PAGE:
The last critical step is to be strategic about how you withdraw money from retirement accounts. Talk to your accountant and financial planner about taxes and your options for withdrawals to ensure you are withdrawing in a tax efficient manner. If you don’t withdraw strategically, it can take a bite out of your retirement savings, leaving you with less than you could have had. Options such as annuities or delaying Social Security benefits could help preserve funds and minimize taxes.
How lack of planning for longevity affects your finances at retirement
It is obvious that no retirement plan means no retirement funds. What is less obvious is that not considering how long you will live could yield the same fate. A plan incorporating longevity could prevent under saving now and overspending during the honeymoon phase of your retirement. Such a plan also helps you choose the right investment and withdrawal strategies. That way you can continue growing and preserving funds during retirement. If not, you could end up working longer, even if it is part-time or even worse, draining your retirement savings too early.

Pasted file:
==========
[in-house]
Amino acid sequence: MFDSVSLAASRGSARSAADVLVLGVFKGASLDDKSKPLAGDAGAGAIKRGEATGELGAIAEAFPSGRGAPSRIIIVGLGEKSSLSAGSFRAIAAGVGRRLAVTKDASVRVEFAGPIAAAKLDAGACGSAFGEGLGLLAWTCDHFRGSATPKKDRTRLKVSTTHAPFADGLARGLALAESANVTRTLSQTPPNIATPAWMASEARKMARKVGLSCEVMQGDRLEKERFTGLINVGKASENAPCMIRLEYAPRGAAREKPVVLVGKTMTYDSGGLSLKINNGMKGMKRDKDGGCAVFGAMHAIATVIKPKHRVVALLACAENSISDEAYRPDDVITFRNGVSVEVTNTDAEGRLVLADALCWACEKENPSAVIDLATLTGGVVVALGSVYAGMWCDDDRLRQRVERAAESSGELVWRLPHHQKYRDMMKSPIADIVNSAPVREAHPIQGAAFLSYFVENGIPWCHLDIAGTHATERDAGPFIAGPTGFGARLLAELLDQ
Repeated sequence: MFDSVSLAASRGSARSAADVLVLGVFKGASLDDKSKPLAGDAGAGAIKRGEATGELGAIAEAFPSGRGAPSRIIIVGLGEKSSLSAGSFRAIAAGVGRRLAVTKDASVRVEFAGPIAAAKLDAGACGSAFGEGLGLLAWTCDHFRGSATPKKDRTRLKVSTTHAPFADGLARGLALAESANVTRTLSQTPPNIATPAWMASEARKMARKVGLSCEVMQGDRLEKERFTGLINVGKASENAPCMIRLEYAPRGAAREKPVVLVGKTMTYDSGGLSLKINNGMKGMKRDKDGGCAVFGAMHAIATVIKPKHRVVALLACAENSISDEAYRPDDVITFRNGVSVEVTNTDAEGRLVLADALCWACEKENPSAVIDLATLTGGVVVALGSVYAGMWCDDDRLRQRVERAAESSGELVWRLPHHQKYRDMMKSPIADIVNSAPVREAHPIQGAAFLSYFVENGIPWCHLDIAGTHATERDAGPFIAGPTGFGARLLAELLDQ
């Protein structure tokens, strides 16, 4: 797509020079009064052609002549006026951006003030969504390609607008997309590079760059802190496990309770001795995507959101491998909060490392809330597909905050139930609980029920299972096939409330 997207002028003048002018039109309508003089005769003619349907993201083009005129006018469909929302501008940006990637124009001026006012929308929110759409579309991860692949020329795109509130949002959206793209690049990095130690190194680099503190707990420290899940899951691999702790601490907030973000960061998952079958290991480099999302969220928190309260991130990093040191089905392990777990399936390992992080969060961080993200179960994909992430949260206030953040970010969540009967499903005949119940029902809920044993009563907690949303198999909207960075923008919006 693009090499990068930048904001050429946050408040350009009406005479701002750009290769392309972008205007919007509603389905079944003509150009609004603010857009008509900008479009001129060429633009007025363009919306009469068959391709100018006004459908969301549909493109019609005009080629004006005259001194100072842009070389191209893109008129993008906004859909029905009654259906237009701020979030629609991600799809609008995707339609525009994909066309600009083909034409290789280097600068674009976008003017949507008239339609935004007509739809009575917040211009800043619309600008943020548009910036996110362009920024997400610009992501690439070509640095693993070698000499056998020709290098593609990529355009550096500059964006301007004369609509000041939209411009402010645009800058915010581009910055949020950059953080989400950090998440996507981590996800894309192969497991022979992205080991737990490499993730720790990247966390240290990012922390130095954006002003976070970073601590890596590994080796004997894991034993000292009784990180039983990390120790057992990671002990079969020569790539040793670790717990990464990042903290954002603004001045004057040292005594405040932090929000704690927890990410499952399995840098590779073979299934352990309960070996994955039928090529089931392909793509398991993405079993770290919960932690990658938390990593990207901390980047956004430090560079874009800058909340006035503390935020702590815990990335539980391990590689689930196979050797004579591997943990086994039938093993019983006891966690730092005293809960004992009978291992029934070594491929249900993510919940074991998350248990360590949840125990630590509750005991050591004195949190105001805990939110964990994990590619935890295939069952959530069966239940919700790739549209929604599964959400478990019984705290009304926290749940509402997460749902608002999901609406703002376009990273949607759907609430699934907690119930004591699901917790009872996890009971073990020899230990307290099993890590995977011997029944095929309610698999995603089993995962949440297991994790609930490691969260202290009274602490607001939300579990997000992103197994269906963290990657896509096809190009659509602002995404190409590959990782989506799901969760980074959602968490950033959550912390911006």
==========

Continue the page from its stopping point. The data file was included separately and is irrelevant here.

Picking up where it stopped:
We can help you simplify your planning
Statistics suggest you have a lot of years ahead of you. Don't fantasize retirement and only think about the beginning phase. For most, greater expenses come toward the end of retirement vs. the early years so make sure to plan accordingly. Use your resources to determine how much money you need to sustain the lifestyle you want and make sure you do your homework to go beyond just an educated guess.
Here is the good news for those using GuidedChoice to help you save for your retirement. When we give you advice on how much you will need to save and how should be invested, we are already taking into account and planning for how long you will live. We make our retirement projections using the expected lifespan from a current broad U.S. population mortality table, plus 10 years. By doing this, we are able to build in an extra safeguard that will help you plan for a longer lifetime and help you build wealth you need to fund your retirement, even if you live longer than you expected. Our service does the hard work for you and takes the stress out of retirement planning. If you are not using GuidedChoice to plan for your retirement, take action toward a comfortable retirement and try our retirement planning service today.